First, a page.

Such a landmark in international efforts comes after five years of a march towards the Millennium Development Goals (MDGs) set at the UN Millennium Summit in 2000, the largest gathering of world leaders ever. The new aid goals will contribute directly to the key MDG of halving the numbers of those living in poverty by 2015.
Nearly half of the EU’s contribution will go to the African continent. In an ambitious strategy aimed at coping with the global challenges of the next decades, the EU proposes to back up the growth of Sub-Saharan Africa, which remains at the rear of the race for development. However, the African continent has shown its motivation and will to take charge of its own sociological, economical, political growth. Many countries have already started their transition towards democracy. Many parts of the continent have come to peace agreements accelerating the improvement of their own finances, mainly through renewed trade bonds with neighbouring countries. The emerging African Union and New Partnership for Africa’s Development (the NEPAD, a strategic framework for Africa’s renewal tackling issues such as the escalating poverty levels, underdevelopment and the continued marginalisation of Africa) have triggered a process of liberation and democratisation of Sub-Saharan political life, and the EU’s role will be to act as a motor for such initiatives in order to improve the continent’s governance and promote peace and security.

The Agriculture Council of the EU reached political agreement on a regulation that will drastically change the way in which the Common Agricultural Policy (CAP) will be financed from 2007 onwards. Bringing the different existing rules together under one single regulation will considerably simplify CAP financing. The new system will reinforce and modernise management and control of CAP finances, and will strengthen budgetary discipline. It will also improve possibilities for recovering irregularly spent EU money. The new regulation creates two funds that will apply the same rules wherever possible: the European Agricultural Guarantee Fund (EAGF), and the European Agricultural Fund for Rural Development (EAFRD).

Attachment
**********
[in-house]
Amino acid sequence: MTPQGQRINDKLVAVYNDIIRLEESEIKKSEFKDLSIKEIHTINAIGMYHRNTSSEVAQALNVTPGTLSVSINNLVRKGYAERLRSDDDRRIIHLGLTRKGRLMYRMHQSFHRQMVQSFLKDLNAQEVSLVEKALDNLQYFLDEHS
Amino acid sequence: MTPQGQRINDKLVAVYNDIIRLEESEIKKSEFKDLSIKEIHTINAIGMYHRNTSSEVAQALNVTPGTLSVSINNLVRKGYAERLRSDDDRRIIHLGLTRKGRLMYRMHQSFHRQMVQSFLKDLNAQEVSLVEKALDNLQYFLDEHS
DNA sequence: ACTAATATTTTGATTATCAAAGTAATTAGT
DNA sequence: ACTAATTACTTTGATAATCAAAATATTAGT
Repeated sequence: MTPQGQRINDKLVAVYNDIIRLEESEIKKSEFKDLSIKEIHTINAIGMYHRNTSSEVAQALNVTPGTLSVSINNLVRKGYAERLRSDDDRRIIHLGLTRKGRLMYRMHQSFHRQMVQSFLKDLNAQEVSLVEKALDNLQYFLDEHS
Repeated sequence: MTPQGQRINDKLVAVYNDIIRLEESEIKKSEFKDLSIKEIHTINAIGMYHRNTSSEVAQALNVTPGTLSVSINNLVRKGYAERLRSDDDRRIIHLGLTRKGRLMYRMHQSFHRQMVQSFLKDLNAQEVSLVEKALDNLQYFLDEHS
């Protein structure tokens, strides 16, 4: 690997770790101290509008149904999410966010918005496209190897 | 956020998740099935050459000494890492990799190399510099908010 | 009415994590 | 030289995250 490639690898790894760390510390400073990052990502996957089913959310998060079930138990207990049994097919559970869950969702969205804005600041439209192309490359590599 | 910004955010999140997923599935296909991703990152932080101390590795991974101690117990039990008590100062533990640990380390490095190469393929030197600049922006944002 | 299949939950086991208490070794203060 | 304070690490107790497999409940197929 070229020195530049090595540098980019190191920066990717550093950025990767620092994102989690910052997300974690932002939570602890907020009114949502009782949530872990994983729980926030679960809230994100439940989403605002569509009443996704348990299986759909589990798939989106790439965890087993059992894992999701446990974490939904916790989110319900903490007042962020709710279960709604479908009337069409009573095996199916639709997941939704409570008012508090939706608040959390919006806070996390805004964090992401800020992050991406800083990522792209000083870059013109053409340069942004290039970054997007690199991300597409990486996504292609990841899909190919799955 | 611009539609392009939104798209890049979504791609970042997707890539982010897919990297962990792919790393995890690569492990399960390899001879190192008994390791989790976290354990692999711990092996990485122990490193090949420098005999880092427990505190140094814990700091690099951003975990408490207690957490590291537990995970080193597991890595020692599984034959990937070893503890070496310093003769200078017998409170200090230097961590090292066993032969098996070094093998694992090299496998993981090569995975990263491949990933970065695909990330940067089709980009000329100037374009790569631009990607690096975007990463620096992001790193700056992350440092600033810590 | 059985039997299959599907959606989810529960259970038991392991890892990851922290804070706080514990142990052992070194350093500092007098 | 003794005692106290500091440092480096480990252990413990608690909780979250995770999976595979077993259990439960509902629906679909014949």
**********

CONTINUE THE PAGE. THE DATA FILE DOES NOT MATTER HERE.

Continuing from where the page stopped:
The 2660th EU Council meeting on General Affairs and External Relations held on Brussels, 23 and 24 May 2005 made the following positions and specific commitments in the field of development:
1. The EU is strongly committed to the implementation of the Millennium Declaration and the Millenium Development Goals (MDGs). The EU underlines the link between achieving the MDGs and implementing the outcomes of the UN international conferences and summits in the economic, social, environmental and other related fields.
2. The EU recalls the primary responsibility of developing countries for their development and the crucial importance of national ownership for development and supports comprehensive and coherent national poverty reduction strategies bold enough to meet the MDGs target by 2015.
3. The EU wants to see a number of issues of high importance and relevance for the attainment of the MDGs to be properly reflected in the outcome of the September Summit, such as endorsing employment, equitable and sustainable economic growth as well as sustainable consumption and production patterns as key routes out of poverty, the promotion of gender equality, human rights, democracy, the rule of law and broad-based participation in decision making, the importance of an intensified multisectoral response to HIV/AIDS as laid down in the European Programme for Action to confront HIV/AIDS, malaria and tuberculosis through external action, and the need to address links between environmental sustainability, security and poverty eradication.
The EU further recognizes that the MDGs cannot be attained without progress in achieving the Cairo goal of universal sexual and reproductive health and rights.